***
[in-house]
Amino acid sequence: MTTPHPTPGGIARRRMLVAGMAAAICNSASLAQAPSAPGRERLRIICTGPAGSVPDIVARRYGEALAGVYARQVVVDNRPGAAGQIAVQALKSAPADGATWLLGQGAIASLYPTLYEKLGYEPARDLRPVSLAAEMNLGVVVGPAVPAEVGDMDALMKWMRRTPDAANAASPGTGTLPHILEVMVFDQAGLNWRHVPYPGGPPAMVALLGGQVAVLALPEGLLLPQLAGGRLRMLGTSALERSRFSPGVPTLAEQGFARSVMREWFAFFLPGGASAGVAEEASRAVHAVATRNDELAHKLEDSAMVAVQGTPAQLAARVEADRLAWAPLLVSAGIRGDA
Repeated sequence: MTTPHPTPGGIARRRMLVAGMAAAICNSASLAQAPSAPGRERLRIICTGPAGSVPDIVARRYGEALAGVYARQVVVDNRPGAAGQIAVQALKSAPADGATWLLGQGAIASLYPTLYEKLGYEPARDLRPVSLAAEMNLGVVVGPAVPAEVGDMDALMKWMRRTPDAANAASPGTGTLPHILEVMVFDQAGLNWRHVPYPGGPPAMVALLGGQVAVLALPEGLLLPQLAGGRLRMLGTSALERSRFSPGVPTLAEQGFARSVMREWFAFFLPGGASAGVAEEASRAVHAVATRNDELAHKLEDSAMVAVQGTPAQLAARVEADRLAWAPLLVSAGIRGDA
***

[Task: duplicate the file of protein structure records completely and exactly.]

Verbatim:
[in-house]
Amino acid sequence: MTTPHPTPGGIARRRMLVAGMAAAICNSASLAQAPSAPGRERLRIICTGPAGSVPDIVARRYGEALAGVYARQVVVDNRPGAAGQIAVQALKSAPADGATWLLGQGAIASLYPTLYEKLGYEPARDLRPVSLAAEMNLGVVVGPAVPAEVGDMDALMKWMRRTPDAANAASPGTGTLPHILEVMVFDQAGLNWRHVPYPGGPPAMVALLGGQVAVLALPEGLLLPQLAGGRLRMLGTSALERSRFSPGVPTLAEQGFARSVMREWFAFFLPGGASAGVAEEASRAVHAVATRNDELAHKLEDSAMVAVQGTPAQLAARVEADRLAWAPLLVSAGIRGDA
Repeated sequence: MTTPHPTPGGIARRRMLVAGMAAAICNSASLAQAPSAPGRERLRIICTGPAGSVPDIVARRYGEALAGVYARQVVVDNRPGAAGQIAVQALKSAPADGATWLLGQGAIASLYPTLYEKLGYEPARDLRPVSLAAEMNLGVVVGPAVPAEVGDMDALMKWMRRTPDAANAASPGTGTLPHILEVMVFDQAGLNWRHVPYPGGPPAMVALLGGQVAVLALPEGLLLPQLAGGRLRMLGTSALERSRFSPGVPTLAEQGFARSVMREWFAFFLPGGASAGVAEEASRAVHAVATRNDELAHKLEDSAMVAVQGTPAQLAARVEADRLAWAPLLVSAGIRGDA